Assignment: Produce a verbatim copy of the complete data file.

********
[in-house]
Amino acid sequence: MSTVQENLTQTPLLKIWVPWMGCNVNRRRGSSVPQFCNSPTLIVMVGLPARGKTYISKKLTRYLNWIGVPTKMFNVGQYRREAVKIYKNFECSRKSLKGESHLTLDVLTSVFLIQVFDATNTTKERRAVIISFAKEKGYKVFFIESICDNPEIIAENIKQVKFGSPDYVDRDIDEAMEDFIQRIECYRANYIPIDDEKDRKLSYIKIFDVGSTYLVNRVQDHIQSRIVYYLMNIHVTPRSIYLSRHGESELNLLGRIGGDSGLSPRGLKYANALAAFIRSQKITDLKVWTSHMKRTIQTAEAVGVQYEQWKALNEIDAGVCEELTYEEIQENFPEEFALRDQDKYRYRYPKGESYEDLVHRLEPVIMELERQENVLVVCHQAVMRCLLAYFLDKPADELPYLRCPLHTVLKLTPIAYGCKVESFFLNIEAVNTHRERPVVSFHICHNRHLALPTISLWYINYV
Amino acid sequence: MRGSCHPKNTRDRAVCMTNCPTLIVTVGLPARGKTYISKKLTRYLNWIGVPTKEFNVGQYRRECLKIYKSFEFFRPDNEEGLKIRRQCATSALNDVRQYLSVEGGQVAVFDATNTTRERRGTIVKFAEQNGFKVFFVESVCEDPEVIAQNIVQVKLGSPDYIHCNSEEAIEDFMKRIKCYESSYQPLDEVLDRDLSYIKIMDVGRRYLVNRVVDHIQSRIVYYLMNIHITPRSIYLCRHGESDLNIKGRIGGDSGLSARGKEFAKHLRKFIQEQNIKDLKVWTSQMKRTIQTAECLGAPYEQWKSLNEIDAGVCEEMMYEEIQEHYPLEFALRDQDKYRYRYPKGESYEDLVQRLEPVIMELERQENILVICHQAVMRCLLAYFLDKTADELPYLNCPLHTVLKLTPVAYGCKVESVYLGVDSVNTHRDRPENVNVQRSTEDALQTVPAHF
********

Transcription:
[in-house]
Amino acid sequence: MSTVQENLTQTPLLKIWVPWMGCNVNRRRGSSVPQFCNSPTLIVMVGLPARGKTYISKKLTRYLNWIGVPTKMFNVGQYRREAVKIYKNFECSRKSLKGESHLTLDVLTSVFLIQVFDATNTTKERRAVIISFAKEKGYKVFFIESICDNPEIIAENIKQVKFGSPDYVDRDIDEAMEDFIQRIECYRANYIPIDDEKDRKLSYIKIFDVGSTYLVNRVQDHIQSRIVYYLMNIHVTPRSIYLSRHGESELNLLGRIGGDSGLSPRGLKYANALAAFIRSQKITDLKVWTSHMKRTIQTAEAVGVQYEQWKALNEIDAGVCEELTYEEIQENFPEEFALRDQDKYRYRYPKGESYEDLVHRLEPVIMELERQENVLVVCHQAVMRCLLAYFLDKPADELPYLRCPLHTVLKLTPIAYGCKVESFFLNIEAVNTHRERPVVSFHICHNRHLALPTISLWYINYV
Amino acid sequence: MRGSCHPKNTRDRAVCMTNCPTLIVTVGLPARGKTYISKKLTRYLNWIGVPTKEFNVGQYRRECLKIYKSFEFFRPDNEEGLKIRRQCATSALNDVRQYLSVEGGQVAVFDATNTTRERRGTIVKFAEQNGFKVFFVESVCEDPEVIAQNIVQVKLGSPDYIHCNSEEAIEDFMKRIKCYESSYQPLDEVLDRDLSYIKIMDVGRRYLVNRVVDHIQSRIVYYLMNIHITPRSIYLCRHGESDLNIKGRIGGDSGLSARGKEFAKHLRKFIQEQNIKDLKVWTSQMKRTIQTAECLGAPYEQWKSLNEIDAGVCEEMMYEEIQEHYPLEFALRDQDKYRYRYPKGESYEDLVQRLEPVIMELERQENILVICHQAVMRCLLAYFLDKTADELPYLNCPLHTVLKLTPVAYGCKVESVYLGVDSVNTHRDRPENVNVQRSTEDALQTVPAHF